In which category does skilled nursing fall? Nursing home or assisted living?

Cwillie pretty much said it. Nursing care in an AL is very minimal. Moms AL they had 39 rooms. One RN, one LPN and CNAs. The RN was in charge of the staff and reports basically. She was there for emergencies. The LPN was a backup with her duties. The nurses may have changed a bandage but no nursing as such. If a person needed care after being released from a hospital or rehab a Homecare agency came in. Meds were given by Medtechs. CNAs bathed, toileted and made sure residents were put to bed. They also were responsible for getting dining area set up and residents down to dinner.
Helpful Answer (0)
Reply to JoAnn29

Independent Living means you can live independently but choose to pay for a lifestyle that may include housekeeping or dining services. Some ILs also offer some attendant care or nursing services. or allow their tenants to contract them seperately, others evict as soon as they feel someone needs any extra care.

Assisted Living is the next level of care facility which includes meals, housekeeping and a minimal level of nursing care. Often fees for assisted living start at a base rate and can escalate quickly with each extra service provided.

Skilled nursing and Nursing Home are often used interchangeably. Technically a skilled nursing facility would be a nursing home able to provide all the care of a hospital, some nursing homes will not include care like intensive rehab, IV's, ventilators or any complex medical needs.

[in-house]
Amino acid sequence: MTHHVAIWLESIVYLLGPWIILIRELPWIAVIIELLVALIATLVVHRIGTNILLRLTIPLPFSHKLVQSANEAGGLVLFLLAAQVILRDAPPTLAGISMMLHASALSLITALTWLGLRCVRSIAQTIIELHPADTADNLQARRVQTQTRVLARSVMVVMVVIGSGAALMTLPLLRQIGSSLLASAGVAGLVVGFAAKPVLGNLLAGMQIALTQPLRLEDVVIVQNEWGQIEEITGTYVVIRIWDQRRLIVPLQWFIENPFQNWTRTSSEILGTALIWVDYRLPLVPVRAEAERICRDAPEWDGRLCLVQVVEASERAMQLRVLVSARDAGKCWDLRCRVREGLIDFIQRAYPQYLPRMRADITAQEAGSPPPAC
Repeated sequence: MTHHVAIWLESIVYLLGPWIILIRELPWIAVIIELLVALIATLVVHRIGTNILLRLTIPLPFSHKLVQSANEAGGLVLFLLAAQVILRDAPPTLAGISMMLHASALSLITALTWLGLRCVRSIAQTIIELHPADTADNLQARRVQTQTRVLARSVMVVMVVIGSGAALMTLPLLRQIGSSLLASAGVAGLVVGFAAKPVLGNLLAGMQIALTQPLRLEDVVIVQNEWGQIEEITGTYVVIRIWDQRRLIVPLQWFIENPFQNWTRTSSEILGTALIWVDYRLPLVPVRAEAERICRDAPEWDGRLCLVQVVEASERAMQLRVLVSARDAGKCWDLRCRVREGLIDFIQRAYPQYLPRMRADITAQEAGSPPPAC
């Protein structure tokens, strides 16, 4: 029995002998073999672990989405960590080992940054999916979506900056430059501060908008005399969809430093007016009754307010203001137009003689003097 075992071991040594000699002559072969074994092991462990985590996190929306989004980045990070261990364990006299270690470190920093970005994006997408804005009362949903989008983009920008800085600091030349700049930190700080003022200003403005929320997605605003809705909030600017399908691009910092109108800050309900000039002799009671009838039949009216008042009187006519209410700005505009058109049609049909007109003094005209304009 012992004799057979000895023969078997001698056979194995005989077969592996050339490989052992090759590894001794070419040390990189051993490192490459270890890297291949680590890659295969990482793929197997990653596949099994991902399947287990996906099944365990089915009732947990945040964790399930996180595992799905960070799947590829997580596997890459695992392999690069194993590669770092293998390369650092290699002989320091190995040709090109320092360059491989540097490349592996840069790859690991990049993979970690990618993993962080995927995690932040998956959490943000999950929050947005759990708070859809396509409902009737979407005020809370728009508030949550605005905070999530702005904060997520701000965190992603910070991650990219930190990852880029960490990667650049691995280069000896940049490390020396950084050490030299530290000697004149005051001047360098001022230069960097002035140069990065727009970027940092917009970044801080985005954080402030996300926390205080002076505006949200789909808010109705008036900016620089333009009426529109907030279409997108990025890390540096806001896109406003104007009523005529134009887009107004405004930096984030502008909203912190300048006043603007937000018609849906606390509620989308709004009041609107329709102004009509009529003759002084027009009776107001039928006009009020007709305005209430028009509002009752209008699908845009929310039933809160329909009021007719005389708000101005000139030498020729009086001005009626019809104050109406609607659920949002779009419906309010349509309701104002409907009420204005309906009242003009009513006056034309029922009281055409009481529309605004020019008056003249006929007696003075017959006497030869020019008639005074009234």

Helpful Answer (0)
Reply to cwillie

Here is what the Federal Government says about Skilled Nursing. This booklet "Medicare Coverage of Skilled Nursing Facility Care" is offered by the Centers of Medicare and Medicaid Service.
What is skilled care?
Skilled care is health care given when you need skilled nursing or rehabilitation staff to treat, manage, observe, and evaluate your care. Examples of skilled care include intravenous injections and physical therapy. It is given in a Skilled Nursing Facility (SNF). Care that can be given by non-professional staff isn’t considered skilled care. People don’t usually stay in a SNF until they are completely recovered. Medicare covers certain skilled care services that are needed daily on a short-term basis (up to 100 days).
Skilled care requires the involvement of skilled nursing or rehabilitative staff in order to be given safely and effectively.
Skilled nursing and rehabilitation staff includes:
•registered nurses,
•licensed practical and vocational nurses,
•physical and occupational therapists,
•speech-language pathologists,
and •audiologists.

Once the person completes their rehabilitation therapy, they can stay at the same nursing home and either become "private pay" or "Medicaid" pays for the nursing home.
Helpful Answer (1)
Reply to DeeAnna

Here in Ohio, too.
Helpful Answer (0)
Reply to Ahmijoy

Where I am (NY state) skilled nursing facility and nursing home are synonymous.
Helpful Answer (0)
Reply to rocketjcat

Subscribe to
Our Newsletter